कृतसंशोधनं मुहुः ... व्युत्पत्त्यै सर्वशिष्यता ... स्वसूक्तिप्रेक्षणं दिक्षु ... पराक्षेपसहिष्णुत्वम्॥ (कविकण्ठाभरणम्, २.१२, १४, १६, १९)

To be continued.




Dr. Ganesh is a 'shatavadhani' and one of India’s foremost Sanskrit poets and scholars. He writes and lectures extensively on various subjects pertaining to India and Indian cultural heritage. He is a master of the ancient art of avadhana and is credited with reviving the art in Kannada. He is a recipient of the Badarayana-Vyasa Puraskar from the President of India for his contribution to the Sanskrit language.



Shashi Kiran B N holds a bachelor’s degree in Mechanical Engineering and a master's degree in Sanskrit. His interests include Indian aesthetics, Hindu scriptures, Sanskrit and Kannada literature and philosophy.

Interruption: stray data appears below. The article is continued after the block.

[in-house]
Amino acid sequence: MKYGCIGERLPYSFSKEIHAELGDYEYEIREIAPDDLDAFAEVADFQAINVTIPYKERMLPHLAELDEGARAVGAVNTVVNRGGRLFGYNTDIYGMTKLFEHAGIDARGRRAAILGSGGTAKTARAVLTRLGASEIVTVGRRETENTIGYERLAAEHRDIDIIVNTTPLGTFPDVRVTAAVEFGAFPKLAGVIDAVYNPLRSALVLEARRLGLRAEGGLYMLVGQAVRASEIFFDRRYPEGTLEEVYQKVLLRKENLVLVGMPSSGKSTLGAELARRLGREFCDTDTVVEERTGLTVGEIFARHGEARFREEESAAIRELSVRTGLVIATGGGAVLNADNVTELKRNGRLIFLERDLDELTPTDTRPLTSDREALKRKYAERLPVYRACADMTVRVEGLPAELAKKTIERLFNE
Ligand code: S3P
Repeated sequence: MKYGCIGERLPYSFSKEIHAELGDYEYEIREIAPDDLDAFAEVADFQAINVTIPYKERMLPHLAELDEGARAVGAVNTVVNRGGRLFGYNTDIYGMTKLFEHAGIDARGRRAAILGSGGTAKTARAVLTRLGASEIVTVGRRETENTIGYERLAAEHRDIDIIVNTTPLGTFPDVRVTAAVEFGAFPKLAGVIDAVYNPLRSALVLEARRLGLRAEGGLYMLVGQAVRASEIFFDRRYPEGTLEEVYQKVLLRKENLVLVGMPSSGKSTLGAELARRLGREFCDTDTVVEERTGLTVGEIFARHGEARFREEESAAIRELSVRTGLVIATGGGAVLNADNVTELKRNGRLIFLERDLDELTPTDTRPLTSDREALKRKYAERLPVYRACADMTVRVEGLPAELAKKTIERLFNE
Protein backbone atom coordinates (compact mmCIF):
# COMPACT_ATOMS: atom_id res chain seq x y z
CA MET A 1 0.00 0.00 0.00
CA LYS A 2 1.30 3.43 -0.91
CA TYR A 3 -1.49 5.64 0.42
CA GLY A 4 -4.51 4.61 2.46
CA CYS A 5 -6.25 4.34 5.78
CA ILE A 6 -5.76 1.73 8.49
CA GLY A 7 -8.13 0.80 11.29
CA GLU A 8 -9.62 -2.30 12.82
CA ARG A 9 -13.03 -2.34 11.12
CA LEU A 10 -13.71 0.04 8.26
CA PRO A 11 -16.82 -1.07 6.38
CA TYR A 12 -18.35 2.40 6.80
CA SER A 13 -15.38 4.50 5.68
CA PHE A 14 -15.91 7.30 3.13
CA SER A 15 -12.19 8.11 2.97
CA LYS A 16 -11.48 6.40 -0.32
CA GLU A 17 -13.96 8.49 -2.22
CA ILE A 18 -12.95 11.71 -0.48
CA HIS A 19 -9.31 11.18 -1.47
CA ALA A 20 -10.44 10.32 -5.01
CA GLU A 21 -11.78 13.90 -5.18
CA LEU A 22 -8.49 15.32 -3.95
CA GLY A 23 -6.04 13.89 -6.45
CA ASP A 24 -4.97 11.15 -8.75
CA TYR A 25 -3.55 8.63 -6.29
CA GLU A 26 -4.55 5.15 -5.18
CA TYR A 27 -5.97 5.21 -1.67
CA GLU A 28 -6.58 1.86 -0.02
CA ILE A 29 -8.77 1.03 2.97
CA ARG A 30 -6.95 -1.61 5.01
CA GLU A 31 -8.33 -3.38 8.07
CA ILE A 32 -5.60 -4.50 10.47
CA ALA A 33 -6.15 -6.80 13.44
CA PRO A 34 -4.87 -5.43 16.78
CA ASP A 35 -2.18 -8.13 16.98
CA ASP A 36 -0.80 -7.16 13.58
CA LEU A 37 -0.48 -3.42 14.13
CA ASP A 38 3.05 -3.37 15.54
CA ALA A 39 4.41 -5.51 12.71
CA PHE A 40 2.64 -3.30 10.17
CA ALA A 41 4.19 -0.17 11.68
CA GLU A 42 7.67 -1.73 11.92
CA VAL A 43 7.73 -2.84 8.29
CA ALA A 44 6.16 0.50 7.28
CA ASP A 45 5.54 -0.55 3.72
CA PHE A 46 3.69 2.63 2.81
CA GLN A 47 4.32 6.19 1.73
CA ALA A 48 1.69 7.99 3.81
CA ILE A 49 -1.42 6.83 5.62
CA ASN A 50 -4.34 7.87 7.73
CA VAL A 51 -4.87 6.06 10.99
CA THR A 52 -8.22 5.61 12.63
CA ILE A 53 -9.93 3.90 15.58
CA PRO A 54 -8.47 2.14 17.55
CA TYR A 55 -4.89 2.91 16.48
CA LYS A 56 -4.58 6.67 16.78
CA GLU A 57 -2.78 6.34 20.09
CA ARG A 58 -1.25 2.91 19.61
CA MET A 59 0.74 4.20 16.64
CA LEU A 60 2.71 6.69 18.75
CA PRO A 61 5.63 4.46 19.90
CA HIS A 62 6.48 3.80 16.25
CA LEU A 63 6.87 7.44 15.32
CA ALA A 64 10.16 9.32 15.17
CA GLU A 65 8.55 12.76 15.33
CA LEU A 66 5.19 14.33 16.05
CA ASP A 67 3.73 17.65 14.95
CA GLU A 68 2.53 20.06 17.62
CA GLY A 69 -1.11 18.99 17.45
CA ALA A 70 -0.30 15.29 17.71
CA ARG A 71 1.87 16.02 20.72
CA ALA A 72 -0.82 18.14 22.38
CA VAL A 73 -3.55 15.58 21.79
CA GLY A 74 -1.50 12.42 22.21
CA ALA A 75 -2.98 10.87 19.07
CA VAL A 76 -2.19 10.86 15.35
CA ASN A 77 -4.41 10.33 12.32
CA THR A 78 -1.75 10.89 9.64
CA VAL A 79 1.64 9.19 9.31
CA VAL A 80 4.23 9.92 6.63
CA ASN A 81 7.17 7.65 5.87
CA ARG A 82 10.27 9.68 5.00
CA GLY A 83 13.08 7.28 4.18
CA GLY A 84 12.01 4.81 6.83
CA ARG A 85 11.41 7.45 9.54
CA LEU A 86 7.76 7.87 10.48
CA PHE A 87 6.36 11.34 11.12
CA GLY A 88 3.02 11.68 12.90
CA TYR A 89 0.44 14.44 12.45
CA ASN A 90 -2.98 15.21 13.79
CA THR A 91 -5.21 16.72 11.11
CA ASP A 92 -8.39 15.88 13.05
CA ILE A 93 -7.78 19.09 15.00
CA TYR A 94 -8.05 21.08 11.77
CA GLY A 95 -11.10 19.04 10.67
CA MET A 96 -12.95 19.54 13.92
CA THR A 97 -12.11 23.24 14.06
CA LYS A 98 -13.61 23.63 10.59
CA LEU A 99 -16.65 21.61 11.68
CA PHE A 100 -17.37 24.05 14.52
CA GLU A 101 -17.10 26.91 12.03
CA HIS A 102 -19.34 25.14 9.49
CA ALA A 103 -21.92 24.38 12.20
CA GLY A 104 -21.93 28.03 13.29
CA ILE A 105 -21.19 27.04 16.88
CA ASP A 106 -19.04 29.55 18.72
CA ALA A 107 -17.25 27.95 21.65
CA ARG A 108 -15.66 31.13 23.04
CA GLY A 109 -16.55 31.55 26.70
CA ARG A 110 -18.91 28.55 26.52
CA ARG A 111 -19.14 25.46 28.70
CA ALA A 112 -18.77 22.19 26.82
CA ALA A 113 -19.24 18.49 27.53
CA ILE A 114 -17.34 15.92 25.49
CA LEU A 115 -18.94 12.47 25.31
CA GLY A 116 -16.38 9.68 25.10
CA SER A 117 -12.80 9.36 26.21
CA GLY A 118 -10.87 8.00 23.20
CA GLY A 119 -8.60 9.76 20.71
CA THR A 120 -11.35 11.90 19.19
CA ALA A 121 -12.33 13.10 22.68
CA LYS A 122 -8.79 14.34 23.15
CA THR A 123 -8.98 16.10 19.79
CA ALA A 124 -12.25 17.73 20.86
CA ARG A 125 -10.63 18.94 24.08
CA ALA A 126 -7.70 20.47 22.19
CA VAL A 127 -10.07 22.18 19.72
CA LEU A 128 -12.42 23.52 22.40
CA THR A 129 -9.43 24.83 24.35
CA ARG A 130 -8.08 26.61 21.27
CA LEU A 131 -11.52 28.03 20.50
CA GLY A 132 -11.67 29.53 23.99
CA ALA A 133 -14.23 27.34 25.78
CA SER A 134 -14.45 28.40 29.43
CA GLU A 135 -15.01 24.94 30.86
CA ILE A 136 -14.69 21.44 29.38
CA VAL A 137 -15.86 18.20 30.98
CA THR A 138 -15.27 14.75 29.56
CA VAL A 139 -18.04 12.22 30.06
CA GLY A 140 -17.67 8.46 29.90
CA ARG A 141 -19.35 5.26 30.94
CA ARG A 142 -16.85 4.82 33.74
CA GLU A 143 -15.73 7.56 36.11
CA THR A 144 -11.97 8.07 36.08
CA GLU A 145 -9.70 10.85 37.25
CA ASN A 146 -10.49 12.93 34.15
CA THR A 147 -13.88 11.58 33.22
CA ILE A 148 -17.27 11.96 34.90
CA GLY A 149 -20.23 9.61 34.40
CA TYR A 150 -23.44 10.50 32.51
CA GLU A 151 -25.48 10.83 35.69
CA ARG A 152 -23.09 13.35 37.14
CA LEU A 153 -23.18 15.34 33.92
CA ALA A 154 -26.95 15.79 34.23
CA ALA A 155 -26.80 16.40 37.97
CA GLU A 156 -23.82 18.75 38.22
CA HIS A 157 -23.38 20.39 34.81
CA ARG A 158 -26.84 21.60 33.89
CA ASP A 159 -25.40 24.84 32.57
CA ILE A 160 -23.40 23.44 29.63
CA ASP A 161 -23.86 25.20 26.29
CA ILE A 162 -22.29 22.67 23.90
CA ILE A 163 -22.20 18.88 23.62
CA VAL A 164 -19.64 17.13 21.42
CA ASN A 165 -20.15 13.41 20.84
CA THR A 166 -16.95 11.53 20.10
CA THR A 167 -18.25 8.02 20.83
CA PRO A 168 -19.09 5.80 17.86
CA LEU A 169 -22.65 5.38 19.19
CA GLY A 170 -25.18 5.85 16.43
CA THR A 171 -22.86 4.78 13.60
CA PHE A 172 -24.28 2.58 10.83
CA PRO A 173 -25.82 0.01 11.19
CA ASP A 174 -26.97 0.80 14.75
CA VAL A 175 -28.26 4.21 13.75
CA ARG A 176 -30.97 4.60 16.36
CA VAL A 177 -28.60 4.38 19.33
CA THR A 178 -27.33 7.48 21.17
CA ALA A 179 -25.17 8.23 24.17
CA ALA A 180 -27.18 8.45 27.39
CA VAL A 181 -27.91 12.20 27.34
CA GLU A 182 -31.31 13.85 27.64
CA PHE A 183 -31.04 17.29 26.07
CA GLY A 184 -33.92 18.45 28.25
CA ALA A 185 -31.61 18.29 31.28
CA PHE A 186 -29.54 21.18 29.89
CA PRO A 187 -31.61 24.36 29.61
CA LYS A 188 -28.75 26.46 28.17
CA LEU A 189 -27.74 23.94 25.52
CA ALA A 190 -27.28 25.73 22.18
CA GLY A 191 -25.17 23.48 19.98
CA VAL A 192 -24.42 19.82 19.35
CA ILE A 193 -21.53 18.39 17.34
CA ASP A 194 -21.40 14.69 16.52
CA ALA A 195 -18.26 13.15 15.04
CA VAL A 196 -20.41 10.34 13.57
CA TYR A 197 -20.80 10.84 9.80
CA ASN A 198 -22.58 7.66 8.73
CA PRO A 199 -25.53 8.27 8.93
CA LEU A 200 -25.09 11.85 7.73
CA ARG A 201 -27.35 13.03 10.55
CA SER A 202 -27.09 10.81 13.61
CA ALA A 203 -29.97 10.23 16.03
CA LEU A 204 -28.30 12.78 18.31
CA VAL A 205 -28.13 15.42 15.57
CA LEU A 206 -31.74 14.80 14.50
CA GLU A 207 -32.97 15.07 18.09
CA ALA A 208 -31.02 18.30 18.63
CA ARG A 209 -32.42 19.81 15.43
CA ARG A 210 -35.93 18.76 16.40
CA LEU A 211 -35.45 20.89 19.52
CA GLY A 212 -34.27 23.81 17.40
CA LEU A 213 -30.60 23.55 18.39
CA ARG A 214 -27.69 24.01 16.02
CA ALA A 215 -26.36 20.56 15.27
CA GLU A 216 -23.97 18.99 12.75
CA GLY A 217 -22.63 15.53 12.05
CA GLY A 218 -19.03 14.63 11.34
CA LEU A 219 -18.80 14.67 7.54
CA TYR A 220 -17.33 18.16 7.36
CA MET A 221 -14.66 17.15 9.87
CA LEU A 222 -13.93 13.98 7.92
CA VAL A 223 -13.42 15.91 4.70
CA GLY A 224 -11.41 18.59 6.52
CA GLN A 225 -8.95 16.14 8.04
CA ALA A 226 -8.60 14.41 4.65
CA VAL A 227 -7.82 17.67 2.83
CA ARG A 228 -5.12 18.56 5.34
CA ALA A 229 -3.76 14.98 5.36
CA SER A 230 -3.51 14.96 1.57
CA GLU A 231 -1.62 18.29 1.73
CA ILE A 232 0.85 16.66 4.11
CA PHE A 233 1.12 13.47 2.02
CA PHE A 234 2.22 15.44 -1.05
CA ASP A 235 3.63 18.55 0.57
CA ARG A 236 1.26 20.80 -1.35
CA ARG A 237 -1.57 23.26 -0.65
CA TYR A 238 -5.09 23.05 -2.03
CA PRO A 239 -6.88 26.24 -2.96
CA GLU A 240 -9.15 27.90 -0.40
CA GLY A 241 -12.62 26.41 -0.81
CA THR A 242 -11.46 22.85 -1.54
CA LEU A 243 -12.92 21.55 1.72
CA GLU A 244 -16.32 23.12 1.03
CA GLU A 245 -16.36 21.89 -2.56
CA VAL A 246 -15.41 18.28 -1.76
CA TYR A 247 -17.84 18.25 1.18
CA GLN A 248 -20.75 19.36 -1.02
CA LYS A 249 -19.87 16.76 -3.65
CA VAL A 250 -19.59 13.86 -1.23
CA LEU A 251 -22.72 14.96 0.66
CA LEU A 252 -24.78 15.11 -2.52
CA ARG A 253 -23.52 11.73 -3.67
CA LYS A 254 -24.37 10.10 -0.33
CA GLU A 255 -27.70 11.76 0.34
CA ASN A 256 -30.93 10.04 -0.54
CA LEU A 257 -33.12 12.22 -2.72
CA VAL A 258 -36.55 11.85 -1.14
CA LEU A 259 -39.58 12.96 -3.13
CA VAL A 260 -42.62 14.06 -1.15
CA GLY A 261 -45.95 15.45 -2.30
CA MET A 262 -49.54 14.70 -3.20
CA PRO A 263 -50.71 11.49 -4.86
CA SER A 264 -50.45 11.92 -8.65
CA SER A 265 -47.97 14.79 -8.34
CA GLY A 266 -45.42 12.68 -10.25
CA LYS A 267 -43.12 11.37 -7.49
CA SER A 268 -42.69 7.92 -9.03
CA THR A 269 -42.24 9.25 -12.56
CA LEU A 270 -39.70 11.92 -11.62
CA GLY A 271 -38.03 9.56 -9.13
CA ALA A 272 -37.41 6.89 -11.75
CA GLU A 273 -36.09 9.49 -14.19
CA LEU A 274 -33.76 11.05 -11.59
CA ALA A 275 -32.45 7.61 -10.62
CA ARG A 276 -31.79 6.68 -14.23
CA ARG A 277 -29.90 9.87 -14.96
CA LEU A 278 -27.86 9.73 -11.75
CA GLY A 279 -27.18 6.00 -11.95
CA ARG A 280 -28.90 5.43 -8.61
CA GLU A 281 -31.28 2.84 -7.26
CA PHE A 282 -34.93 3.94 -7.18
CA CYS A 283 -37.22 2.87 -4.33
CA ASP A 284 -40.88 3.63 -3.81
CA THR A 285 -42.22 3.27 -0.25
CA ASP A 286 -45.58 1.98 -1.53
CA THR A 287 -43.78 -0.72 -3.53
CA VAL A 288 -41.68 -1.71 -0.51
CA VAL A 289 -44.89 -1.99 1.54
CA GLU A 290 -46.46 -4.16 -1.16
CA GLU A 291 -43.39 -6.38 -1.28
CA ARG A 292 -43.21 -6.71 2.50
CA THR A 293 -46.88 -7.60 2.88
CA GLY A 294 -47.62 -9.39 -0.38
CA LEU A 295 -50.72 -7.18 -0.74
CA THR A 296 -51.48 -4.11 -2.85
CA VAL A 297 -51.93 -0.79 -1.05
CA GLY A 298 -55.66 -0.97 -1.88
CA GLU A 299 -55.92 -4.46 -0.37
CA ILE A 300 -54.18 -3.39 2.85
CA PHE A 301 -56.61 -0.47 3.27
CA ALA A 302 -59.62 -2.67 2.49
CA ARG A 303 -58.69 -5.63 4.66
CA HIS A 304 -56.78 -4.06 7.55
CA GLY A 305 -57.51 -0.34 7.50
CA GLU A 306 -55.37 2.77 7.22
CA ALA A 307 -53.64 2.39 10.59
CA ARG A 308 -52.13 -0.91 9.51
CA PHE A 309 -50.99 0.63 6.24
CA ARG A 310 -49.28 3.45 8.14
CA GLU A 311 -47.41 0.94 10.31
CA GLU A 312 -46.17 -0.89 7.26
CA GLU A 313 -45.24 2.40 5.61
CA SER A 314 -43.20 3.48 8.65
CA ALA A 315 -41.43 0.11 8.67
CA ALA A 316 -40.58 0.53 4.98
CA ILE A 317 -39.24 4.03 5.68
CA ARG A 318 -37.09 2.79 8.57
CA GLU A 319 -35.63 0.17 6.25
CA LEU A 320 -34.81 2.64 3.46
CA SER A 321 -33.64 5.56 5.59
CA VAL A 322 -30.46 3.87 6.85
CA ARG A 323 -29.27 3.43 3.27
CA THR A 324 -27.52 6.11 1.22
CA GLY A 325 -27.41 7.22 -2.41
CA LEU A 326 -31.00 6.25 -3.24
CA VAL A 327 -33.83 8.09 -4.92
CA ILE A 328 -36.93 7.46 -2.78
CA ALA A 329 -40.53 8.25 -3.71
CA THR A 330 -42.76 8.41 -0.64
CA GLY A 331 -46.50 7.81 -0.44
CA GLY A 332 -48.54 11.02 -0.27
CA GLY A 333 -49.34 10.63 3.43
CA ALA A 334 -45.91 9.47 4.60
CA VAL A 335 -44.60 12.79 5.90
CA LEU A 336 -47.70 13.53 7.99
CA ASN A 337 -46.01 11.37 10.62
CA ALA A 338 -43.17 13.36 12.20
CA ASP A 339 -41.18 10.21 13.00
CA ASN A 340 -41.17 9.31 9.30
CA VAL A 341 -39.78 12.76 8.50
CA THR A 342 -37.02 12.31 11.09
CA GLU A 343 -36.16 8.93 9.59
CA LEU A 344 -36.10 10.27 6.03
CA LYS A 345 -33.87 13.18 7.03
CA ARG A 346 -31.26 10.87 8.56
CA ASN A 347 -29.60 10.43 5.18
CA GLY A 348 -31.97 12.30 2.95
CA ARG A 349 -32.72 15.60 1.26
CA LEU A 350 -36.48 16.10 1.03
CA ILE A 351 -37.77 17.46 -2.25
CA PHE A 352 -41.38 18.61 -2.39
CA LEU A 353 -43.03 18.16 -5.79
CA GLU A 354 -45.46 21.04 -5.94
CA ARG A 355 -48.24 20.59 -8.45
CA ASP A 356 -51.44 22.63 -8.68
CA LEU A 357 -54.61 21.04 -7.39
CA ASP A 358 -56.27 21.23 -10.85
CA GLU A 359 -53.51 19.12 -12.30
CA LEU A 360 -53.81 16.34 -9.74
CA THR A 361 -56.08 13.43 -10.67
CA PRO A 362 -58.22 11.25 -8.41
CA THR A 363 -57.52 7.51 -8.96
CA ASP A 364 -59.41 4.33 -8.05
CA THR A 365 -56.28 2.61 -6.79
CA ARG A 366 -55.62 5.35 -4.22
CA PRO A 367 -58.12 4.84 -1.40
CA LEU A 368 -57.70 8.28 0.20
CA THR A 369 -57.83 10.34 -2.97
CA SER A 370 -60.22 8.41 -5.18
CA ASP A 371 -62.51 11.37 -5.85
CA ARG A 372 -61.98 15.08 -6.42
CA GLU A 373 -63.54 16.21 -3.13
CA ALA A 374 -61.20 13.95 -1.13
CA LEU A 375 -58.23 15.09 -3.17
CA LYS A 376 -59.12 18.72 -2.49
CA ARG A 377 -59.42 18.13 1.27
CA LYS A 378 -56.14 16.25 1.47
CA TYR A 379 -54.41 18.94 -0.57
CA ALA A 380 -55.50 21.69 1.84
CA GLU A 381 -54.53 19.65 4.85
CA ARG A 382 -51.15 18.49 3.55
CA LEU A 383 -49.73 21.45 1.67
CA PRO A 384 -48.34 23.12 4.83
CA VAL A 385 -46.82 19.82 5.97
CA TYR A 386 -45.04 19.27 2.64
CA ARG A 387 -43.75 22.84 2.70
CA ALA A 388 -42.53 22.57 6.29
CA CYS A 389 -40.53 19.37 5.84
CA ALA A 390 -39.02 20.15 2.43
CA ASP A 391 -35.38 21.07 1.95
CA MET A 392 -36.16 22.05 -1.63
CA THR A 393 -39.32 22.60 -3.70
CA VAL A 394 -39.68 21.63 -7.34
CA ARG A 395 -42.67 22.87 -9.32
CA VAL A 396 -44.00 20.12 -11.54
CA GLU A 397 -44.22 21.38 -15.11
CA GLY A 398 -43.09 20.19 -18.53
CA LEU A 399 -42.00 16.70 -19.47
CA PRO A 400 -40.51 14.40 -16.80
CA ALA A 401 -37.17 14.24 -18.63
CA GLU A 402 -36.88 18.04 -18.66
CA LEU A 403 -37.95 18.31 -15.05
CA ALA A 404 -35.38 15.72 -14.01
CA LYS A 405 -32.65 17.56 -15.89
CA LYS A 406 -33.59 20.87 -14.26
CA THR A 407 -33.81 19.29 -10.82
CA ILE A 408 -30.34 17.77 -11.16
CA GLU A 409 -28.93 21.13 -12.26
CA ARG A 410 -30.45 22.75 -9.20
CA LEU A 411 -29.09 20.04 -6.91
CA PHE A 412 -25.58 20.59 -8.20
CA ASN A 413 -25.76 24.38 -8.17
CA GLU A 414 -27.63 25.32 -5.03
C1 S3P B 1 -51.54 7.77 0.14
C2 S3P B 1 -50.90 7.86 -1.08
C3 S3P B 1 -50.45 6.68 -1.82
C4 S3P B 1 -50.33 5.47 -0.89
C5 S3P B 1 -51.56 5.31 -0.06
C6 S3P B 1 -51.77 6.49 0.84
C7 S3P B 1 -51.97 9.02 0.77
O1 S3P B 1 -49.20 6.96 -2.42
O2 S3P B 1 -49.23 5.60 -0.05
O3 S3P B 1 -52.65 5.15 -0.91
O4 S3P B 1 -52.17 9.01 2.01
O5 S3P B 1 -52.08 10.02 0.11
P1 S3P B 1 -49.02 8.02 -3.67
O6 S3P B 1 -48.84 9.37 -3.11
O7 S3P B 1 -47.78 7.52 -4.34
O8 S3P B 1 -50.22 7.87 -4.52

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சிவன். ராமன். கிருஷ்ணன்.
இந்திய பாரம்பரியத்தின் முப்பெரும் கதாநாயகர்கள்.
உயர் இந்தியாவில் தலைமுறைகள் பல கடந்தும் கடவுளர்களாக போற்றப்பட்டு வழிகாட்டிகளாக விளங்குபவர்கள்.
மனித ஒற்றுமை நூற்றாண்டுகால பரிணாம வளர்ச்சியின் பரிமாணம்.
தனிநபர்களாகவும், குடும்ப உறுப்பினர்களாகவும், சமுதாய பிரஜைகளாகவும் நாம் அனைவரும் பரிமளிக்கிறோம்.
சிவன் தனிமனித அடையாளமாக அமைகிறான்....

ऋतुभिः सह कवयः सदैव सम्बद्धाः। विशिष्य संस्कृतकवयः। यथा हि ऋतवः प्रतिसंवत्सरं प्रतिनवतामावहन्ति मानवेषु तथैव ऋतुवर्णनान्यपि काव्यरसिकेषु कामपि विच्छित्तिमातन्वते। ऋतुकल्याणं हि सत्यमिदमेव हृदि कृत्वा प्रवृत्तम्। नगरजीवनस्य यान्त्रिकतां मान्त्रिकतां च ध्वनदिदं चम्पूकाव्यं गद्यपद्यमिश्रितमिति सुव्यक्तमेव। ऐदम्पूर्वतया प्रायः पुरीपरिसरप्रसृतानाम् ऋतूनां विलासोऽत्र प्रपञ्चितः। बेङ्गलूरुनामके...